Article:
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Women's Sports Coverage a Low Media Priority, DePauw Professor Finds

Women's Sports Coverage a Low Media Priority, DePauw Professor Finds

May 2, 2001

May 2, 2001, Greencastle, Ind.— On Tuesday, May 1, the editorial page of the Indianapolis Star featured an op-ed piece written by Judith Jenkins George, professor of health and physical performance at DePauw University. Headlined "Coverage of women's sports gets low priority", the "Another View" column also featured a picture of Professor George.

The text follows:

A study on the coverage of women's sports in newspapers shows that while there's been an enormous increase in the opportunities, number of events and attendance at contests for women's athletics, newspaper coverage of women's sports has only slightly increased in the past 10 years.

One-year studies were conducted on 52 Saturday editions of the New York Times and the Indianapolis Star in 1989 by Neal Watson and me and again in 1999 by Ashleigh Griffin and me (all at DePauw University). The 1989 study showed that women received 2.7 percent of all sports coverage in the Star, while the Times allotted 2.2 percent. Then 10 years later, the Star provided 8.6 percent women's athletic coverage, and the Times 6.7 percent.

Coverage of men's and women's professional tennis and golf used a combined format, and this likewise was an inconsequential amount of the total sports news in 1999 with 2.9 percent in the Star and 2 percent in the Times.East College tall xz

Even pictures of female athletes were found to be dismally low at 9.8 percent in the Star and 8.9 percent in the Times. Although improvement is noted, one must question whether the limited coverage is a fair and, thus, ethical representation of the sporting news.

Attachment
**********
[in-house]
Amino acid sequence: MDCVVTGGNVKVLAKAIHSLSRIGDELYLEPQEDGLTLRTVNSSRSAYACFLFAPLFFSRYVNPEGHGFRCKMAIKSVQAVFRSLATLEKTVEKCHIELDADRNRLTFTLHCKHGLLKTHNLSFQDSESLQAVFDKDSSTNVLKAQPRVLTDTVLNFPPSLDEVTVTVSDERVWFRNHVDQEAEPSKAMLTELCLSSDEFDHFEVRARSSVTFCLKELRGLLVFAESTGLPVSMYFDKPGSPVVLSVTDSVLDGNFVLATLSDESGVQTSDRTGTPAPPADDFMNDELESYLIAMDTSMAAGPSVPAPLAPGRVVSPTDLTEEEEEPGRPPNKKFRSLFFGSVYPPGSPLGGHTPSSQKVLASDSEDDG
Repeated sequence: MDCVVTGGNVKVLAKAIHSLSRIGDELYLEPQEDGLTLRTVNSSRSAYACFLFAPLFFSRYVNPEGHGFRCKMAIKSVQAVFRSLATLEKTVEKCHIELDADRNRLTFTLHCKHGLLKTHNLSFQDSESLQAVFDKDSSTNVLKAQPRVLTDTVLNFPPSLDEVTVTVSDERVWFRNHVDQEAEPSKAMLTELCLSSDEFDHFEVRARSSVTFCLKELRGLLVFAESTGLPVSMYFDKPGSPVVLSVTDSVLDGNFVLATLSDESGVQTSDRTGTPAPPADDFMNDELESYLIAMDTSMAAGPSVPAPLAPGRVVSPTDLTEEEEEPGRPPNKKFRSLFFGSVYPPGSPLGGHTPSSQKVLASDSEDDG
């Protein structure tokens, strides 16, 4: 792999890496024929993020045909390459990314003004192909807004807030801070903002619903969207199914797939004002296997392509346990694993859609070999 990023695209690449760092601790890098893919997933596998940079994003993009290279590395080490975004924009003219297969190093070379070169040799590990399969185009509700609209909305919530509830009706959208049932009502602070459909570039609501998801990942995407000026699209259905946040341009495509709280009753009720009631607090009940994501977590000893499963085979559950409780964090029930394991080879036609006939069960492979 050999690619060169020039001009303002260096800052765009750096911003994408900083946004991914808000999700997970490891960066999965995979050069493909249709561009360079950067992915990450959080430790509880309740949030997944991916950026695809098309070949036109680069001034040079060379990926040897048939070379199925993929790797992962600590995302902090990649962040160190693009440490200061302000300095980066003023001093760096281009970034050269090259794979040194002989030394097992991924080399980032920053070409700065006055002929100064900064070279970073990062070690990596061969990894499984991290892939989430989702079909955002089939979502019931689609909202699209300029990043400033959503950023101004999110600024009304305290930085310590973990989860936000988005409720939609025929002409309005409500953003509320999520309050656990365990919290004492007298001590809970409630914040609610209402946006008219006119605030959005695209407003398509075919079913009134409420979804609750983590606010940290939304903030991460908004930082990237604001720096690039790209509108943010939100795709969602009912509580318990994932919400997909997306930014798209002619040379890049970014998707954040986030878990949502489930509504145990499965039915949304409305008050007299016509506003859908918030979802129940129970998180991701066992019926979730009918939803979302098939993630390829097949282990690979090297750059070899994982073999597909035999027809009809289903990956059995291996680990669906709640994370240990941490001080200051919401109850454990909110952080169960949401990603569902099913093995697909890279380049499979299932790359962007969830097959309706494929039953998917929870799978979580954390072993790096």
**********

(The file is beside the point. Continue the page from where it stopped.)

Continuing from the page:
The amount of newspaper coverage of women's sports has not kept pace with the popularity and expansion of female athletics. Almost 30 years has passed since Title IX was enacted in 1972, a legislative bill that sought to equalize educational opportunities for all and especially boost development in girls' and women's athletics. Participation in high school, collegiate, international and professional sport has soared since that time.

Women now comprise nearly 40 percent of all high school, collegiate and Olympic athletes. The participation figures for these athletes are quite impressive ... more than 2,600,000 at the high school level; 2,800,000 within the NCAA and NAIA sport; and more than 4,000 female athletes competed in the Sydney Olympics.

Yet, the public in general has an insufficient knowledge base of current women's sports due to under-reporting. There is a lack of understanding of the outstanding athletic performances due to limited sustained reporting of the varied sports, and an insufficient comprehension of the outstanding stars, coaches and teams.

This results in the public's impression of women's athletics as being marginal, not really popular or worthy of newspaper coverage. This impression is further accentuated by placing articles about women's sports toward the back of the sports section and seldom on the front sports page.

Newspapers 011Newspapers today are concerned about a shrinking readership, and it is nonsensical to think that there would not be an alertness to the potential for an increasing market among readers of the sports section from the growing number of female athletes. It is probable that young readers will not be motivated to seek out information in the newspaper when they can not read about the accomplishments of their gender and their sporting role models.

The negligible coverage given to women's sports presents a compelling argument for change in the news gathering, reporting and editing process. Why should men be receiving more than 90 percent of the sports coverage in an era in our national history in which we have sought to enhance gender equity?

How newspapers address (or ignore) this pressing situation becomes a critical exercise in power. The print media shape the interest of the public, and by under-reporting women's athletics and sporting events, the accomplishments of women are kept at a distance. This, in turn, minimizes the achievements of half our population.

Source: Indianapolis Star